Sunday, September 26, 2010

Extract from work in progress: an introduction of sorts.

The 1970s remains the most reviled decade in post-war British life. The conventional wisdom has it that but for the election of Margaret Thatcher in 1978, the country would have definitively collapsed. This is the decade, subsequent politicians have repeatedly told us, from which we must learn and to which we must never return.

The post-war consensus, which had meant that both the main political parties were committed to the welfare state and a Keynesian economic model, was unravelling. Britain’s high levels of external debt and low levels of productivity, the expense to government in maintaining inefficient national industries and the power of unions in driving up wages all exerted pressure upon what was increasingly perceived as an unsustainable system. Unemployment rose, inflation and the even more terrifying stagflation loomed, industrial relations were at an all time low, there were periodic currency and debt crises, electricity rationing lead to periods of blackout and the three day week.

Yet there has also been a process of reassessing and reclaiming the 70s as a period in which income differentials reached an all time low, when the smallest number of children were living in poverty, when university education was still free and standards of literacy high, when public broadcasting was not only the envy of the world in terms of seriousness and quality but also represented something of an artistic vanguard. For some the decade was simply the “hangover from the Sixties” but in another sense it was the point at which much of the experiment and rhetoric of the “revolutionary” Sixties began to seep into the fabric of everyday life.

The Sixties have proved congenial to the late neo-liberal imagination (Blairism) as a period in which Britain boomed and swang, an era of rising living standards and high consumption, new freedoms found, the old establishment in decline and youth on the rise, a period in which barriers of class and race seemed to partially evaporate. If the Sixties exists in the popular imagination and culture as an explosion of colour and experiment, a Ludic interlude, then the Seventies are seen as a period of conflict and decay, its colour scheme is concrete gray, the faces are unlovely, the demeanour militant.

Is a Summer of Love as fundamental a moment in terms of power relations as a Winter of Discontent? The Seventies are to some degree the decade in which the Sixties get real and what is broadly feared in their return is not the economic woes the country suffered, indeed the recently elected Conservative-Lib-Dem coalition, is presiding over a period of higher unemployment, greater national debt and more stringent demands for austerity in public services than we have ever seen, but a return of militancy. A fear of feminism, unionism, class antagonism, of personal and public life re-infused with the pain of strident and systematic critique. This is, on one level what the neo-liberal Restoration has rescued us from: the agony of examining ourselves and our world, the agony of questioning. The End of History thesis, the idea that Capitalism offers the only viable economic system, offers massive psychic relief. The “cursed questions” as Russian thinkers of the 19th century wittily dubbed them, those questions which humanity seems compelled to ask itself but which admit of no simple or single answer, how should a man live, what is a good society, have finally been settled.

But in the Seventies themselves these debates and the forces contending to shape the future were very much alive. The Nineties and early Noughties have been characterized by a wistful, diffuse melancholy (the affect attendant on, to my mind, a situation having been intractably but unsatisfyingly resolved) throughout music (the whole slew of post-Radiohead bands) literature (those “burned children of America”) and film ( American Indy): the British films of the Sixties and Seventies are sites of conflict, not only in terms of the subject matter but also formally. One of the basic contentions here will be that in the Seventies certain cultural and political trends partly developing out of native British traditions clash with others set in motion by the emergence of the USA as the global superpower and the early phases of what would later become known as globalization. England is one of the first developed countries to experience what Naomi Klein defines as “the shock doctrine”, the assault upon public services, privatization, mass-unemployment, outsourcing of labour etc, in effect “structural adjustment”. The anticipation of this casts a kind of shadow back through films of the Sixties and Seventies, the anxiety about Britain and the British way of life, the collapse of the old order and the question of what will replace it. At the same time the British psyche comes under attack from new and less conservative forms of expression in the cultural sphere: the greater degrees of sexual imagery and graphic violence permissible in other countries. There is a drive toward the real in Cinema also, reaching its height in the States with Deep Throat (1972) and the series of Italian Mondo movies and Giallos that culminates in Deodato’s Cannibal Apocalypse (1980).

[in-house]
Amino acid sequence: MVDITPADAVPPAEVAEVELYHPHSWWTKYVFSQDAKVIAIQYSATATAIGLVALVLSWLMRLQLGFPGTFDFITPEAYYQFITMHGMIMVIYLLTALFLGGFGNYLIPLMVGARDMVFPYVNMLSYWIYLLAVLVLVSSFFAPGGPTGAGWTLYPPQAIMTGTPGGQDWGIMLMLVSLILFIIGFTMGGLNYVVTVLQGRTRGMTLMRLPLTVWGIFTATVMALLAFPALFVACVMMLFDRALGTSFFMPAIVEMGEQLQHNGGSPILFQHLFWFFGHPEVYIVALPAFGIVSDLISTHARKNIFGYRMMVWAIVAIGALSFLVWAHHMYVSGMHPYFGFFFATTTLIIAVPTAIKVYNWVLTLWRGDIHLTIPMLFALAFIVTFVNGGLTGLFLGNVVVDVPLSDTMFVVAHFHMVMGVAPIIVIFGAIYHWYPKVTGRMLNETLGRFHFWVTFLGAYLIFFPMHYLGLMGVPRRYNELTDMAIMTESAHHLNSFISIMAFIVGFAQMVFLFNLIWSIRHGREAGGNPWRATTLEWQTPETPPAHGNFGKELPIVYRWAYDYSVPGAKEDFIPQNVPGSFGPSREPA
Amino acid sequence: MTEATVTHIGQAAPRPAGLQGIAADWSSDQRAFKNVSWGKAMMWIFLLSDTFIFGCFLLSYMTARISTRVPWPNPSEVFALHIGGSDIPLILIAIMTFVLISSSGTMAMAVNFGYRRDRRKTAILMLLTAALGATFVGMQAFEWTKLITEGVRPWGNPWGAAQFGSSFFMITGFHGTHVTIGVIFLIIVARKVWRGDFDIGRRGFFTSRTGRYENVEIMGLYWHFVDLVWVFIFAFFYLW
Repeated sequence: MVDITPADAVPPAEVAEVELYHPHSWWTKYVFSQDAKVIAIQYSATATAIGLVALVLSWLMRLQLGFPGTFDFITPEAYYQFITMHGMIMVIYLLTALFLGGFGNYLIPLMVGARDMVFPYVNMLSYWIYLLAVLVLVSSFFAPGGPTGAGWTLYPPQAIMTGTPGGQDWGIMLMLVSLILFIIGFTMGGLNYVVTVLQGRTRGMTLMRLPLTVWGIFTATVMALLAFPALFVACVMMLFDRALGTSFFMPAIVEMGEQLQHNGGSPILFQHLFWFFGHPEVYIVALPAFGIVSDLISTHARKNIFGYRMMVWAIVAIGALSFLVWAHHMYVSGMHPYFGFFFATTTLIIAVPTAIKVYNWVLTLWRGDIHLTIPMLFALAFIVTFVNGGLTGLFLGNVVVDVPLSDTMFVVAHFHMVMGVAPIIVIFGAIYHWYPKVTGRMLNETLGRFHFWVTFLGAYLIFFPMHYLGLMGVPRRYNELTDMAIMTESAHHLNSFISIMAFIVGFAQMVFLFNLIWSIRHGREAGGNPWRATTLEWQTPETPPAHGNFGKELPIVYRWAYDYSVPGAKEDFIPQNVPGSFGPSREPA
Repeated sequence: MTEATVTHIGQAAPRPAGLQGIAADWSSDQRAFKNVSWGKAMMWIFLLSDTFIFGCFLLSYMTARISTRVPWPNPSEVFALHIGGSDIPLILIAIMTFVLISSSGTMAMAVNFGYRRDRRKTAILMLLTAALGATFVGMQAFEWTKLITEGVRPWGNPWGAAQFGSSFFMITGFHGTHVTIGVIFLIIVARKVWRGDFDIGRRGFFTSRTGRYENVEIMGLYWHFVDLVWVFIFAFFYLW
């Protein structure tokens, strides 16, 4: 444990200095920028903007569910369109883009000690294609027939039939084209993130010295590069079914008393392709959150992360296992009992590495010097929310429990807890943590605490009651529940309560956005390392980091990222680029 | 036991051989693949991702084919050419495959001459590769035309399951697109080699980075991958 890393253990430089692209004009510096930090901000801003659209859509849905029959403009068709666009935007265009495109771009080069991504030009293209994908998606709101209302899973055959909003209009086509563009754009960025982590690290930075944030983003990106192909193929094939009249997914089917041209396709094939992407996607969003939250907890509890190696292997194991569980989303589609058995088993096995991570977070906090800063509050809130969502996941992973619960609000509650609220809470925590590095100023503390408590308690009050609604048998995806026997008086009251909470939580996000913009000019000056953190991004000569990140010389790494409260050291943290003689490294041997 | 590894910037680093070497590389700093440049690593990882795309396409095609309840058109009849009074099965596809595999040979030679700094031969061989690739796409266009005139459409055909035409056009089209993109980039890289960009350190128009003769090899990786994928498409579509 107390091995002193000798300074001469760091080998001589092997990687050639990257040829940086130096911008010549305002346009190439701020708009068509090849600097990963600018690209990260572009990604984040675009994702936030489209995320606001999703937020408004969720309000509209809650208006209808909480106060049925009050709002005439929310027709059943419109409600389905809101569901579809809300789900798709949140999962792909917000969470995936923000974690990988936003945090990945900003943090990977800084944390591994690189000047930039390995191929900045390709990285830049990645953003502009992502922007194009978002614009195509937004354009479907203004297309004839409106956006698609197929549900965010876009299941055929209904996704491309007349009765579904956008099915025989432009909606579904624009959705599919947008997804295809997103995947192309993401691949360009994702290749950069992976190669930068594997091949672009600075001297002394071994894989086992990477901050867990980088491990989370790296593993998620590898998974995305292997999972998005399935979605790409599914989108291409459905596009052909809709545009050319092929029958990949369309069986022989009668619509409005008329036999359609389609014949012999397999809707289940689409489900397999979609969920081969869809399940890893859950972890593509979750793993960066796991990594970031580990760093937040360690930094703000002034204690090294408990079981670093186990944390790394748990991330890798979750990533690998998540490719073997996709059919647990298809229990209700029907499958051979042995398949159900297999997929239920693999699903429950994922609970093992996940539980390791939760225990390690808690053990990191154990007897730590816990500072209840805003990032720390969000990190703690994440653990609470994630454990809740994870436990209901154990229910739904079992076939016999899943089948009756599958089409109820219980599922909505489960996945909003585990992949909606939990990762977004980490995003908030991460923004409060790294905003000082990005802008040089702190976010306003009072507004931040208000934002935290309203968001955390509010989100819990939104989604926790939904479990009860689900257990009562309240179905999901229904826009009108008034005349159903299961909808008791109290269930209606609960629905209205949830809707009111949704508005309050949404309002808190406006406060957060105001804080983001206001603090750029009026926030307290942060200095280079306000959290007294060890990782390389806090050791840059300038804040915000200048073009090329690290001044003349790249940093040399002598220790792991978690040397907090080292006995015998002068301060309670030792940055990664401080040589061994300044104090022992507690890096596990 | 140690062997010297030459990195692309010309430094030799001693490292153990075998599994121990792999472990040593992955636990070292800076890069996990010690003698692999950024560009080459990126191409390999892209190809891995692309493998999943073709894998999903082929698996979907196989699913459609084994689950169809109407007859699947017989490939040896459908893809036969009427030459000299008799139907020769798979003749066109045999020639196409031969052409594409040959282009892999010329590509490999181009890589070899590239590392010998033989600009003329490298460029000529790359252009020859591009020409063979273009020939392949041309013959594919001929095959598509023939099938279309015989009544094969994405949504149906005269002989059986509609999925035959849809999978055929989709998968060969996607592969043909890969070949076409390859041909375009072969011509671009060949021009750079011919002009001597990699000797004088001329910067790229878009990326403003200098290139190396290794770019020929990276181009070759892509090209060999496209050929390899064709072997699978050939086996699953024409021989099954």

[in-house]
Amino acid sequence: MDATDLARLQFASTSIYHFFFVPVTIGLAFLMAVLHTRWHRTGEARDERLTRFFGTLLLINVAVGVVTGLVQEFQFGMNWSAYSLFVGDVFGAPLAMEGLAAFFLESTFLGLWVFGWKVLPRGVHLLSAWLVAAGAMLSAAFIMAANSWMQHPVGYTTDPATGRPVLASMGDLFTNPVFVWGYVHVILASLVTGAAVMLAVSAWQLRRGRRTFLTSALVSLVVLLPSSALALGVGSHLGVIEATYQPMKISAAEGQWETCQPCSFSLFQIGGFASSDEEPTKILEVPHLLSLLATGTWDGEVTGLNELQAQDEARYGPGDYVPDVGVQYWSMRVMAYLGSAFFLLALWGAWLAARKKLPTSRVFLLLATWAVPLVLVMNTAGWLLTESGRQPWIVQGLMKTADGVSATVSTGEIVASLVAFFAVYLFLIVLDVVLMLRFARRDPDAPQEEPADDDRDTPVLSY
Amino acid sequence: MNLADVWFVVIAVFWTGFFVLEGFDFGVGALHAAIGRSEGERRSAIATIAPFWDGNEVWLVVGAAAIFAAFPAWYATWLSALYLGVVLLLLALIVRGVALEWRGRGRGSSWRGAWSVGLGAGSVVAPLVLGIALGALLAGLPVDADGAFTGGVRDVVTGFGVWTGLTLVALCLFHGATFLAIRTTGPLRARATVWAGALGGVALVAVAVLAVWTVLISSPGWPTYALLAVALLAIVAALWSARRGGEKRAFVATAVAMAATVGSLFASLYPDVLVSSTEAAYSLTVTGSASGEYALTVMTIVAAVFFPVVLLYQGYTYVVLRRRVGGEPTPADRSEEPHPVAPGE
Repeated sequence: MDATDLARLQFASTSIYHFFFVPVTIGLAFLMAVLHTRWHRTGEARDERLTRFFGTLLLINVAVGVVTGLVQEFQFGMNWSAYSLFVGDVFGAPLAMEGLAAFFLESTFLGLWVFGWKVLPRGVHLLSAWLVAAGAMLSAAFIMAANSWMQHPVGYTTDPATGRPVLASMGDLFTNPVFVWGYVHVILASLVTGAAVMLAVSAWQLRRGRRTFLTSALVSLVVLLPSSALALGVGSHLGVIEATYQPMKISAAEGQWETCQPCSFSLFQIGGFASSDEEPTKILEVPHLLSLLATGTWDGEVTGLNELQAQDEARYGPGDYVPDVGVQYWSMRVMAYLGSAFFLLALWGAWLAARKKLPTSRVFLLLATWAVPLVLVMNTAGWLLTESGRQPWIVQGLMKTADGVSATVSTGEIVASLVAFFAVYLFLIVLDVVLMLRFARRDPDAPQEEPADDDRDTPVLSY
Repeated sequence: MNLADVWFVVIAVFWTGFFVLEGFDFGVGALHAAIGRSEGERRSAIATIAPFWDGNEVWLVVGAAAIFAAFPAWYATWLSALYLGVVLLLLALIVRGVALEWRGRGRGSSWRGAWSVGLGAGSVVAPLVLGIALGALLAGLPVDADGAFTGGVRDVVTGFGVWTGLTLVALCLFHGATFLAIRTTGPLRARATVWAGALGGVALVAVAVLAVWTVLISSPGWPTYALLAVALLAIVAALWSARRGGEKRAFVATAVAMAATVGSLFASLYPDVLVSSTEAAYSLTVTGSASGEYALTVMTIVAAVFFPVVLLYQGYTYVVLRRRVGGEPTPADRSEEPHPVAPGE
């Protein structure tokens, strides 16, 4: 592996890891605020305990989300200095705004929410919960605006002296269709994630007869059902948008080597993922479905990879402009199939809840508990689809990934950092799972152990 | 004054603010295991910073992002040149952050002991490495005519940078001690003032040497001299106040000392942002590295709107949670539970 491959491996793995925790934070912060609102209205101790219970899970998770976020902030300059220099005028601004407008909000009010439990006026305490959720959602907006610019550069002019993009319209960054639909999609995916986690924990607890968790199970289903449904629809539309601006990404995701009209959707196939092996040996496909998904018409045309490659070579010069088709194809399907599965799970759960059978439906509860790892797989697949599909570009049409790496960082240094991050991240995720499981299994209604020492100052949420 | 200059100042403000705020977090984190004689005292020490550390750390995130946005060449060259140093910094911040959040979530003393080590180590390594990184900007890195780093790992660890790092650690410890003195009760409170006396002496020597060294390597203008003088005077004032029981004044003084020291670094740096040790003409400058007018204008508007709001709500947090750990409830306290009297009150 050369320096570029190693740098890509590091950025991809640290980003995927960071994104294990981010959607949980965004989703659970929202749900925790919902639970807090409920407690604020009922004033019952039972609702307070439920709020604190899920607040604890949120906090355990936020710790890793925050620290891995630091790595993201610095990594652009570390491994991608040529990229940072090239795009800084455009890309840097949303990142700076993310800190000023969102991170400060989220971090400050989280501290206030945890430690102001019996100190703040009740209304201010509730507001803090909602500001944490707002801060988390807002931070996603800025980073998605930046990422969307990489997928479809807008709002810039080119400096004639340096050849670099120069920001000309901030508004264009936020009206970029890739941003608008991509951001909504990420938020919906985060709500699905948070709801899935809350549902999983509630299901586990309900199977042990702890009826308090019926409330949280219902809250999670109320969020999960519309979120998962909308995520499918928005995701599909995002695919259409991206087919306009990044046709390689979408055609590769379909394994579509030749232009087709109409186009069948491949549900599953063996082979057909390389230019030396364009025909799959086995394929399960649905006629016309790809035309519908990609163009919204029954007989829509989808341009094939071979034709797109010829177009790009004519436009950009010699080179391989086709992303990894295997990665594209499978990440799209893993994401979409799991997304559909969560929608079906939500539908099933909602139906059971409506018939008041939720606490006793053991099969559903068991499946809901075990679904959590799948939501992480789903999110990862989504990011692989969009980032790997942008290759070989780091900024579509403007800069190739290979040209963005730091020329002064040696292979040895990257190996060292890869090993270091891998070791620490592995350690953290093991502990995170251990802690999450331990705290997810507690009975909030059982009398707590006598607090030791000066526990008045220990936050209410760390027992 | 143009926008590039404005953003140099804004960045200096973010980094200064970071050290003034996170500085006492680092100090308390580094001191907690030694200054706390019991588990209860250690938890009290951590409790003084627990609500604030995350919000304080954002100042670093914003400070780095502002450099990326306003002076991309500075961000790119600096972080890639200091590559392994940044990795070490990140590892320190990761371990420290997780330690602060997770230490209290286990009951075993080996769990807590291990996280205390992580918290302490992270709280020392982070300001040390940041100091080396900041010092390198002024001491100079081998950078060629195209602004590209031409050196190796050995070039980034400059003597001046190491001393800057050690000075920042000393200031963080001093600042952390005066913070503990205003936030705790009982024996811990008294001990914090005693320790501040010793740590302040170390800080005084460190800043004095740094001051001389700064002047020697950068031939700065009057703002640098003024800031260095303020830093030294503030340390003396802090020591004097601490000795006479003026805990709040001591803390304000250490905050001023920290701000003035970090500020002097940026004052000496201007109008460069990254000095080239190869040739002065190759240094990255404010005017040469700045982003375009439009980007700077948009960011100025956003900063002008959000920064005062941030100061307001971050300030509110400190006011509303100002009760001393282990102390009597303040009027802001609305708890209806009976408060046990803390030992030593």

It is appropriate then, to see the Seventies as a time of crisis, but as every good MBA student knows, one man’s crisis is another’s opportunity. Who gained the upper- hand and why in the fallout from the battles of the Seventies is the remit of a different book, but crisis of all kinds, crisis postponed, immanent and passed through is understood as fundamental to the films under discussion. The Seventies as an interstitial period in which things could have gone several ways, a period of anomie and great internal and external tension, an interregnum whose atmosphere is partly made-up of the first rumblings of the storm which must surely come and the slowly dimming glow of the glorious thirty years.


Anonymous said...

Excellent choice of image for this post.

Ruling/upper middle class to the lower orders:

"No more playing games with me, sonny Jim. I've had a disappointing decade, so I'll have to punch your fucking kidneys in."

Excellent points about the decade, though. The conflicts felt very 'real' in many films from the period - even in children's and horror movies.

I think a lot of the 'hauntology' hype was basically a generation (of men, mainly) who grew up during a time when serious questions could be asked, and you were 'safe' to do so (from free university to public TV to the unionised workplace). The 'haunting' was in becoming an adult and finding out that was no longer the case, with the culture denying it ever was.